1863 Liberty Seated dollars are incredibly scarce 19th-century type silver coins that are pursued by rare coin connoisseurs and others who appreciate classic United States type coinage. The 1863 Seated Liberty dollar is one of the toughest Seated Liberty dollars. Made during the height of the United States Civil War, far fewer of these Liberty Seated dollars exist today than were originally made, and their mintage figures were low from the onset.
Only 27,200 business strikes were produced, and 460 were made as proof specimens for collectors. Values for the circulation strikes range from $800 in Very Good-8 to around $3,600 for examples in Mint State-60. Proofs, meanwhile, are generally priced at around $5,000.
All 1863 dollars was struck at the Philadelphia Mint. However, Liberty Seated dollars were also struck at several branch facilities during their production, which spanned from 1840 through 1873. Christian Gobrecht designed the Liberty Seated dollar, and the design is replicated on several other silver denominations, including the half dime, dime, quarter, and half dollar of the period.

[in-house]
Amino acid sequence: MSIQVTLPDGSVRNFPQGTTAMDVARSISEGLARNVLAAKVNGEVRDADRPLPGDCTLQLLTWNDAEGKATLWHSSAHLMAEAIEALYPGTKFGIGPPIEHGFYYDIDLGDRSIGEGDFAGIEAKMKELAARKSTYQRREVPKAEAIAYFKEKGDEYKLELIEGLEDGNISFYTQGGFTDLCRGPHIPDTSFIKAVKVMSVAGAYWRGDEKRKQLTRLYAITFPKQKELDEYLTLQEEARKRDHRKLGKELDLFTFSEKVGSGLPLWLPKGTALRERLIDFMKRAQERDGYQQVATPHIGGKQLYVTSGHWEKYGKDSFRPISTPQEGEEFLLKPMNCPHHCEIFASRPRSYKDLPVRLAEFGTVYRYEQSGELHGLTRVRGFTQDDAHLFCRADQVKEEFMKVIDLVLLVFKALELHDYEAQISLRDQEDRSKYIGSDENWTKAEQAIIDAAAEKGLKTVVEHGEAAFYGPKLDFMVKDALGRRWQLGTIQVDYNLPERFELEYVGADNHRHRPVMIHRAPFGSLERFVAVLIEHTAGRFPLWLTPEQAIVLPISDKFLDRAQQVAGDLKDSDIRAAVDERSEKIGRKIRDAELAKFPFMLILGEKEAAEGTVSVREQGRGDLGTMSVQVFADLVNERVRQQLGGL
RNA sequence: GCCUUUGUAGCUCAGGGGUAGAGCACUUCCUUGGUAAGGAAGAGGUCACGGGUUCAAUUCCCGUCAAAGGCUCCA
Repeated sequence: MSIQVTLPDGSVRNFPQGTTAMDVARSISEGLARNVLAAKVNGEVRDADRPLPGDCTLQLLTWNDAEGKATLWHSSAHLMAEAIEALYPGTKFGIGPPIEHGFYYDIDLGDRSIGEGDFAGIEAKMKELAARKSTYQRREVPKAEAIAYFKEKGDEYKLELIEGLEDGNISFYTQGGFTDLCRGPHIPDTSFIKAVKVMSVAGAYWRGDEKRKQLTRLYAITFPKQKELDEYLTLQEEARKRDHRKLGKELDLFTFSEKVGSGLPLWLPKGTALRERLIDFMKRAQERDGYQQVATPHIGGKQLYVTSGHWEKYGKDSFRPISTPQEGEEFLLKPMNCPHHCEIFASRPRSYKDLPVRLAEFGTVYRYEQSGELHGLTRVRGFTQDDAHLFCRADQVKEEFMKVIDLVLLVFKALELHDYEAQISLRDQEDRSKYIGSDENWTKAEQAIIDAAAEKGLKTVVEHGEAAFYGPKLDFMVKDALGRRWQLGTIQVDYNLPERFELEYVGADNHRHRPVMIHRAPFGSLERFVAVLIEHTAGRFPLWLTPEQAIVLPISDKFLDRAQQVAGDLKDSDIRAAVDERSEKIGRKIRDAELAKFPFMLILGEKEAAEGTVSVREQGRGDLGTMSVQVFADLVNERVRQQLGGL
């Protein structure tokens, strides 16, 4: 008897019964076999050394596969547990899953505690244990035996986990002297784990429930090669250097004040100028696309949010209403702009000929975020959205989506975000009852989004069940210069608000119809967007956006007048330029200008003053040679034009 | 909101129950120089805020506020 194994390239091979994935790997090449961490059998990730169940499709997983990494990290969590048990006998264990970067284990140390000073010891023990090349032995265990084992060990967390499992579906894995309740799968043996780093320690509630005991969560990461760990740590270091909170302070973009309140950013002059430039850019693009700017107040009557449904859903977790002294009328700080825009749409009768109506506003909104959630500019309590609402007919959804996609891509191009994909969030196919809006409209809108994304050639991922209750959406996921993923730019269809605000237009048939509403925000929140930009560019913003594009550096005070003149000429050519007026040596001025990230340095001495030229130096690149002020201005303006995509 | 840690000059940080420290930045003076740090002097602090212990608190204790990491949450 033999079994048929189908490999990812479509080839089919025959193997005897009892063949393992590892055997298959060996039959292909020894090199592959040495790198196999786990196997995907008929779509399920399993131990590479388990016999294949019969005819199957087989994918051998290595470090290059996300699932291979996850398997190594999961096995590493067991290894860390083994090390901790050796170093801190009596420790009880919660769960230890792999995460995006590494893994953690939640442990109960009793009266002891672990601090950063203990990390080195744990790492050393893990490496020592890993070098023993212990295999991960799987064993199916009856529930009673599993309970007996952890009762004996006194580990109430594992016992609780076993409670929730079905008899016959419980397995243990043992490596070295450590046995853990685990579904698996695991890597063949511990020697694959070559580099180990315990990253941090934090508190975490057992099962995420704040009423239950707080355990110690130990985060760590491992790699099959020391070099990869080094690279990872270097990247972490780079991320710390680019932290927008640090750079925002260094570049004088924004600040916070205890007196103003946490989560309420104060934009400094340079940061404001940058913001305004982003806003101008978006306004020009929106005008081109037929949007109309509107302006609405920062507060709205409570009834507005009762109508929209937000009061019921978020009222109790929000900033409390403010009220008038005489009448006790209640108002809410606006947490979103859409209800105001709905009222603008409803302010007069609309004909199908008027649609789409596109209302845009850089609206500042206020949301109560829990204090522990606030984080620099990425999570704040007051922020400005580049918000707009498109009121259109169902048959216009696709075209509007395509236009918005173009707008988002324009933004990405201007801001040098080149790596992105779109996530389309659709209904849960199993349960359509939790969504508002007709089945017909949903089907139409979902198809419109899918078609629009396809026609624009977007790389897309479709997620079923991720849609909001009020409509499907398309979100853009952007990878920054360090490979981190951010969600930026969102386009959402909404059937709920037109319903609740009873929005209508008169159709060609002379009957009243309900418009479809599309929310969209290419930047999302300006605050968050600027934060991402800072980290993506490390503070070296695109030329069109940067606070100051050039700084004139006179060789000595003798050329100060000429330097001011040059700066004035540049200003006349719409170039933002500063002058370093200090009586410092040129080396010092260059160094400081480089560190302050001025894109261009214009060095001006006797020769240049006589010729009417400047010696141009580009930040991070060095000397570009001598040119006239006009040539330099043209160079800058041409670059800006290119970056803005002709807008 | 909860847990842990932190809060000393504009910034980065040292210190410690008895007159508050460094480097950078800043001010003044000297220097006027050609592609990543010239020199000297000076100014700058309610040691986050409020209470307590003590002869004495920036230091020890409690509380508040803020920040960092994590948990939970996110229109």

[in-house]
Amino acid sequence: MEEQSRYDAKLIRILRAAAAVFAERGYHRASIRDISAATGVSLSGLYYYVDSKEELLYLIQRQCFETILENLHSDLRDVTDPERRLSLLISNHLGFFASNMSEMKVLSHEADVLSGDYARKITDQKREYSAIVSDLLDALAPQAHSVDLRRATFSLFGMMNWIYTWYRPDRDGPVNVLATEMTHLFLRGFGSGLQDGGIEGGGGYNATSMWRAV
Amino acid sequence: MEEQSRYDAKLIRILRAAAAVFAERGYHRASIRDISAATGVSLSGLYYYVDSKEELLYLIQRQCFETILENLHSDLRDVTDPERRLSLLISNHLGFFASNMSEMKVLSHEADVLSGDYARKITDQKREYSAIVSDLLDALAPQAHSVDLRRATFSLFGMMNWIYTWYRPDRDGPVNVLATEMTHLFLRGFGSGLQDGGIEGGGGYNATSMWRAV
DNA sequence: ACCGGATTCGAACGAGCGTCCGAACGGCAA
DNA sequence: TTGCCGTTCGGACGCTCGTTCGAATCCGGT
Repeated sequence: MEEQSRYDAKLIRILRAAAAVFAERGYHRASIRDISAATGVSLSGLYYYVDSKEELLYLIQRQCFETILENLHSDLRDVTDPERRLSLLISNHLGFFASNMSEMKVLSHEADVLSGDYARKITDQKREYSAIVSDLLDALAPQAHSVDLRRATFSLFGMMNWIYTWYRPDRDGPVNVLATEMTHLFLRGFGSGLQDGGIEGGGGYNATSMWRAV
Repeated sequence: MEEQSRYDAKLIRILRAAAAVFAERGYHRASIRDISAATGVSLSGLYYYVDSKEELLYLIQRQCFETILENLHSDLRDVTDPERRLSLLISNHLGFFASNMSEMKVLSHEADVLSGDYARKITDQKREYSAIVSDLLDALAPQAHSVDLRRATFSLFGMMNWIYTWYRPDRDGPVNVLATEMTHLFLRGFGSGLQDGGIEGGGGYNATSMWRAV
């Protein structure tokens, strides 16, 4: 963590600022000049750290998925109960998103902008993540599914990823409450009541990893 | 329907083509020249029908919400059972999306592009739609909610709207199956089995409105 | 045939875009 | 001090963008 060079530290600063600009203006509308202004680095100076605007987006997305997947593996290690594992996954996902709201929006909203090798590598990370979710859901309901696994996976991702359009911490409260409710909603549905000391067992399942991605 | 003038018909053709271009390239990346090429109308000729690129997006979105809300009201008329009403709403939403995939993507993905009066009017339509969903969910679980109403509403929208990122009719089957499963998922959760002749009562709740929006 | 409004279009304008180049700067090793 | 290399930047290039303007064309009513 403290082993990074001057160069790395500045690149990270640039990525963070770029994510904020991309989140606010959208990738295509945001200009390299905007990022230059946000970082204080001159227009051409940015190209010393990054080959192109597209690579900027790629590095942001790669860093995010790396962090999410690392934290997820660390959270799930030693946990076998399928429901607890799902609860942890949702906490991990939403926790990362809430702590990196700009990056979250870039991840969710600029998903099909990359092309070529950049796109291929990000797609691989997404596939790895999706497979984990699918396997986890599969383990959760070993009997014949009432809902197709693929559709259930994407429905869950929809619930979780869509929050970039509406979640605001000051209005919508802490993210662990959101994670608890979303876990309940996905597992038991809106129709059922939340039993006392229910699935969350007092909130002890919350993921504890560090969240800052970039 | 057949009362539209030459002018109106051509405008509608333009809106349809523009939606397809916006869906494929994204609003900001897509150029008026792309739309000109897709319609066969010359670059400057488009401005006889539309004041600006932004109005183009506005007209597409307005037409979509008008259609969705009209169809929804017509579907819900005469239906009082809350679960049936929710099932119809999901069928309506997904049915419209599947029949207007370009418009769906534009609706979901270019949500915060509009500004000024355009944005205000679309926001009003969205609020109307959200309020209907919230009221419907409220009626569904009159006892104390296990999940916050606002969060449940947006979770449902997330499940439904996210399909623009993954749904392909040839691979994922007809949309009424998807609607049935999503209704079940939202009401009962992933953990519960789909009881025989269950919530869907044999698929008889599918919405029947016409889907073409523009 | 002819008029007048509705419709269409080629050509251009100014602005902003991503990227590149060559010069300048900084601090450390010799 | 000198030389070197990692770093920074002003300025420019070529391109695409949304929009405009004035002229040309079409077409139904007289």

Liberty Seated silver dollars circulated during the 1840s and 1850s, but by the 1860s, they were mainly used for foreign trade. Their use in foreign exchange channels was mainly due to the increasing silver bullion prices of the 1860s, a period during which large silver coins were popular for trade with other nations.
The 1863 Liberty Seated dollar consists of a 90 percent silver and 10 percent copper composition. These coins weigh 26.73 grams, contain 0.77344 ounces of pure silver, and measure 38.1 millimeters in diameter. These are the same physical specifications of the Morgan and Peace silver dollars made during the late 19th and early 20th centuries.